Kitten Season Is a 'Natural Disaster' That's Only Getting Worse

Kitten Season Crisis Escalates: An Overlooked Natural Disaster Worsening Each Year

The time of year that the Humane Society of America compares to a “natural disaster” is almost upon us. It’s kitten season.

Ann Dunn, the director of Oakland Animal Services, a city-run shelter in the San Francisco Bay Area, shares that the emotional toll during these months is incredibly draining. She knows that with each year, the challenge only grows.

In the United States, the summer marks the peak of kitten season. This is the period from spring to fall when cats are most fertile. For more than a decade, animal shelters nationwide have observed that kitten season is starting earlier and lasting longer. Experts believe that climate change, leading to milder winters and an earlier spring, could be contributing to the increase in feline birth rates.

This past February, Dunn’s shelter organized a clinic for spaying and neutering outdoor cats. They discovered that over half of the female cats were already pregnant, even though kitten season in Northern California typically doesn’t start until May. Dunn finds this trend both terrifying and relentless.

Cats reproduce when females enter estrus, signaling they are ready to mate. This can happen several times a year, with each cycle lasting up to two weeks. However, births usually increase between April and October. While it’s known that longer daylight hours trigger a cat’s estrus, the impact of rising temperatures on kitten season is still being explored.

One theory suggests that milder winters could allow cats to start mating sooner. Christopher Lepczyk, an ecologist at Auburn University, notes that no animal will breed unless it can survive. He points out that outdoor cats might find more food available, such as small rodents, which thrive in warmer weather. Additionally, kittens are more likely to survive in less harsh winters.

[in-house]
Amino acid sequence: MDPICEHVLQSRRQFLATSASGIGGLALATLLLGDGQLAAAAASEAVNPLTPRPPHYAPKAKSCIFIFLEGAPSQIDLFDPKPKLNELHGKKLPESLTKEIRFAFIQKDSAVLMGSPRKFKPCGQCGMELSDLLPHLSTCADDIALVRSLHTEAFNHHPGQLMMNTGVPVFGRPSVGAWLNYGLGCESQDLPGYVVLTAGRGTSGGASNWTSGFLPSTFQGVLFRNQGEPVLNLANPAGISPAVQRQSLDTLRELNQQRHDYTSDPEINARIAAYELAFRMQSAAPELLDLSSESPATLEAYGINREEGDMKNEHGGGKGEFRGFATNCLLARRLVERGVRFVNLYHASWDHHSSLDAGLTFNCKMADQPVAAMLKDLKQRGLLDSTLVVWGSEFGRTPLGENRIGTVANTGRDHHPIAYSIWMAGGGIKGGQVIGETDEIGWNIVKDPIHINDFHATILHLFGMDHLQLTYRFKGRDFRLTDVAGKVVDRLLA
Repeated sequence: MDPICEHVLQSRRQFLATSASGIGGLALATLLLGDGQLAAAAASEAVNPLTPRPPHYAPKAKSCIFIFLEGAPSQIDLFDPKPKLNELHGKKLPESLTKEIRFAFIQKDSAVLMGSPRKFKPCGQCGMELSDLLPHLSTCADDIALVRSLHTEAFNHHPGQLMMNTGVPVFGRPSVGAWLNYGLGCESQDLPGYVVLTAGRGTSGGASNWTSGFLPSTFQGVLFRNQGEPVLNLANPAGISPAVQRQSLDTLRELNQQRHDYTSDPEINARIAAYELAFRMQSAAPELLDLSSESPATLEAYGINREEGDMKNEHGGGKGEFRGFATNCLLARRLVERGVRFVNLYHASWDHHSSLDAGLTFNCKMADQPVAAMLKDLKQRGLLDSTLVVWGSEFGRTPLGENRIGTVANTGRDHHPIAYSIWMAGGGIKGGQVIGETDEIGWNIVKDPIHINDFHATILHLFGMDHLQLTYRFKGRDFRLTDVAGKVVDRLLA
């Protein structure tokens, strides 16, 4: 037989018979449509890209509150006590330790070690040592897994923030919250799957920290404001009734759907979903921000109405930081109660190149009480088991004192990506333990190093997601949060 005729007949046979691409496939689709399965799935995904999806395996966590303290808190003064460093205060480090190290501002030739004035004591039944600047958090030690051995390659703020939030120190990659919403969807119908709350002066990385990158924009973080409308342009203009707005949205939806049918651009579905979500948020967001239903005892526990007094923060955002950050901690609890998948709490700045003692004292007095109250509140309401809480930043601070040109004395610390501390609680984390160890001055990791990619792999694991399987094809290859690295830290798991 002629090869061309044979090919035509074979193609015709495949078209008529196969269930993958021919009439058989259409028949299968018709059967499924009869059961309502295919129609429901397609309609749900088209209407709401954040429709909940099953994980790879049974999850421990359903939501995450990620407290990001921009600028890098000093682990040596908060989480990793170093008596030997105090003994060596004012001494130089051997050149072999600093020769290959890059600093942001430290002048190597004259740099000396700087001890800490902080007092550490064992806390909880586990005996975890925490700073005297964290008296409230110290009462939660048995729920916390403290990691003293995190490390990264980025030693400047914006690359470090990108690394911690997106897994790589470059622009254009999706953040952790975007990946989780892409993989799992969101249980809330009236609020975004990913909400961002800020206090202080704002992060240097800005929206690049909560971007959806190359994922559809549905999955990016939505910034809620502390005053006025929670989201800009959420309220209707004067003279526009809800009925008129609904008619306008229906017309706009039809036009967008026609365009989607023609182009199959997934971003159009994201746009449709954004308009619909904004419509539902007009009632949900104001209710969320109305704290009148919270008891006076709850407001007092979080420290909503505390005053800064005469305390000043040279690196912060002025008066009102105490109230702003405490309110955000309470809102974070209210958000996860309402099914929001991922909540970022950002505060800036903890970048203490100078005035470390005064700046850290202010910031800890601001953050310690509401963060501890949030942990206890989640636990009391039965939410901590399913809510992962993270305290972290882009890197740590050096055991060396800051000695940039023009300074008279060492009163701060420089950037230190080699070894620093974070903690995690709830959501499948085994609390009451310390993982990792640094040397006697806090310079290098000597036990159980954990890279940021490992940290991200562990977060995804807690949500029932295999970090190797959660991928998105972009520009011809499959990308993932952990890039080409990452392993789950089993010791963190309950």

Peter J. Wolf, a senior strategist at the Best Friends Animal Society, believes the perceived increase in kitten season may be due to people spending more time outdoors in warmer weather, noticing kittens earlier, and bringing them to shelters.

Regardless of the cause, the presence of a large number of feral cats poses a significant threat to local biodiversity. Cats are apex predators and can severely impact local wildlife populations. On islands, outdoor cats have contributed to the extinction of an estimated 33 species. They pose a significant threat to birds, which constitute half of their diet.

Scientists, conservationists, and cat advocates agree that unchecked outdoor cat populations are problematic. However, there is deep division over the solutions. Some conservationists suggest culling, but cat populations tend to recover quickly. A single female cat and her offspring can produce hundreds, if not thousands, of descendants in just seven years.

Although many cat rescue organizations favor sterilization methods like “trap, neuter, and release,” Lepczyk argues that it’s nearly impossible to do effectively. Without controlling the influx of new cats into the environment, these efforts may not be sufficient.

Rescue shelters are doing their best to manage the situation, despite facing resource and veterinary shortages. Some provide materials to help the community identify when outdoor kittens need help, while others focus on recruiting foster volunteers for the essential round-the-clock care of kittens.

Dunn emphasizes the importance of addressing the needs of these young lives. Her shelter is committed to giving everything they have to help.

This article was originally featured in Grist, a nonprofit, independent media organization focused on climate solutions and a just future. Learn more at